The death toll may rise, Col. Ahmed Muse told The Associated Press. Most of the casualties were caused by the bomber who walked into the restaurant with explosives strapped around his waist, officials said.
At least 10 of the wounded were being treated at Baidoa’s main hospital. Most had horrific injuries, nurse Mohamed Isaq told the AP.
Baidoa is a key economic center about 250 kilometers (155 miles) west of the capital, Mogadishu, and about the same distance east of the Ethiopian border.
There was no immediate claim of responsibility for the blasts.
The al-Qaida-linked al-Shabab extremist group, which controlled Baidoa between 2009 and 2012 before being driven out by Ethiopian-backed government forces, still holds parts of southern and central Somalia.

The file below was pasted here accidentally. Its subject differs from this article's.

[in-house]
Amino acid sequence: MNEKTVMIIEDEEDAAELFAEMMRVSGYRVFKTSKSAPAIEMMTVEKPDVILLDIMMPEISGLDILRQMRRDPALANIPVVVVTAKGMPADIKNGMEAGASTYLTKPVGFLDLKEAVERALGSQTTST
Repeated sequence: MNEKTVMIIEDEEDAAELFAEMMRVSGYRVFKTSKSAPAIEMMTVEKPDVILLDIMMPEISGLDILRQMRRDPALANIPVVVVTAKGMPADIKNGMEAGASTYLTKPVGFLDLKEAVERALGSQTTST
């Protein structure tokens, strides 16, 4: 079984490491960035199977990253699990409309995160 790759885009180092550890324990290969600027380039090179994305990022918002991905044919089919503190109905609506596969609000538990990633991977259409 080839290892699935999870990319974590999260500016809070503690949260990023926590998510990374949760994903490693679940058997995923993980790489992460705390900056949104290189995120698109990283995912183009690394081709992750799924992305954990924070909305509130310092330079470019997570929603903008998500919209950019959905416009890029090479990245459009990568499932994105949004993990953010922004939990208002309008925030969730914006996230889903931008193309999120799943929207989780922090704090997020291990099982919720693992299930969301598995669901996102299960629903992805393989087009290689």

The blasts came a day before Somalia marks the first anniversary of the deadliest attack in its history, a truck bombing that killed more than 500 people in Mogadishu.
Attention in recent days has turned to Baidoa, the interim capital of South West state, as high-level al-Shabab defector Mukhtar Robow seeks the regional presidency.
Robow is the highest-ranking official to have ever quit al-Shabab, surrendering to the Somali government last year after the United States cancelled a $5 million reward offered for his capture.
Somalia’s government earlier this month said Robow was not eligible to run for the regional post because he is still under U.S. sanctions that were imposed against him in 2008 when he was identified as a “specially designated global terrorist.”
Robow is among several candidates challenging former Somali parliament speaker and incumbent regional president Sharif Hassan Sheikh Aden. The election is Nov. 17.
Among the candidates is Somalia’s former intelligence chief Hussein Osman, who has just resigned.